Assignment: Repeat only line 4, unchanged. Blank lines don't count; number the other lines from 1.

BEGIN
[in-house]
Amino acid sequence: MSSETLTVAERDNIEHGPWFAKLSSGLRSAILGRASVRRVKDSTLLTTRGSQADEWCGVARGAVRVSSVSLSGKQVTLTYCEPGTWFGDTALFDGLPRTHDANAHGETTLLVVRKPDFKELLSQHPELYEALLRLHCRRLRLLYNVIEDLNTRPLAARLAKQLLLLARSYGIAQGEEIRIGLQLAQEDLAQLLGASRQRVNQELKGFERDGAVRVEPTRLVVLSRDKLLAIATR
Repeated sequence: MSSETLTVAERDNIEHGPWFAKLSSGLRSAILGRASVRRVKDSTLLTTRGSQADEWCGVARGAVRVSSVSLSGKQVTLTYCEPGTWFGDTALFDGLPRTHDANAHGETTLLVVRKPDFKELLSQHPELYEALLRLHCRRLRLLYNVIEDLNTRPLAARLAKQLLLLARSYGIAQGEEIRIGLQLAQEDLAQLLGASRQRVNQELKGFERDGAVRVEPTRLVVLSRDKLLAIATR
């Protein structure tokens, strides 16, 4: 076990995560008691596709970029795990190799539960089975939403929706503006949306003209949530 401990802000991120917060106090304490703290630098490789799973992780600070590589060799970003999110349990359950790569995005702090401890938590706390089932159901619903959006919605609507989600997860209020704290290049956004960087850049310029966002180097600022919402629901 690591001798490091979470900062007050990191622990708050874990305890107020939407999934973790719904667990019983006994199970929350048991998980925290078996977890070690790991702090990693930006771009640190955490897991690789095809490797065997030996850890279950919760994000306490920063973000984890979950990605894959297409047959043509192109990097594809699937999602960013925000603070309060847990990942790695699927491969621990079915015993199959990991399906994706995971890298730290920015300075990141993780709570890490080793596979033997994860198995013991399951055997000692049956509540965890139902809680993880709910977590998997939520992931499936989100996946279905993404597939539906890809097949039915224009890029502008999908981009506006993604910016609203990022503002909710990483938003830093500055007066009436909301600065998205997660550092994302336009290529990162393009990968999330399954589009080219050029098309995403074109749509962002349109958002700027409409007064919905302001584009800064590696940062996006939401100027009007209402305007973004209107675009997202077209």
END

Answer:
């Protein structure tokens, strides 16, 4: 076990995560008691596709970029795990190799539960089975939403929706503006949306003209949530 401990802000991120917060106090304490703290630098490789799973992780600070590589060799970003999110349990359950790569995005702090401890938590706390089932159901619903959006919605609507989600997860209020704290290049956004960087850049310029966002180097600022919402629901 690591001798490091979470900062007050990191622990708050874990305890107020939407999934973790719904667990019983006994199970929350048991998980925290078996977890070690790991702090990693930006771009640190955490897991690789095809490797065997030996850890279950919760994000306490920063973000984890979950990605894959297409047959043509192109990097594809699937999602960013925000603070309060847990990942790695699927491969621990079915015993199959990991399906994706995971890298730290920015300075990141993780709570890490080793596979033997994860198995013991399951055997000692049956509540965890139902809680993880709910977590998997939520992931499936989100996946279905993404597939539906890809097949039915224009890029502008999908981009506006993604910016609203990022503002909710990483938003830093500055007066009436909301600065998205997660550092994302336009290529990162393009990968999330399954589009080219050029098309995403074109749509962002349109958002700027409409007064919905302001584009800064590696940062996006939401100027009007209402305007973004209107675009997202077209």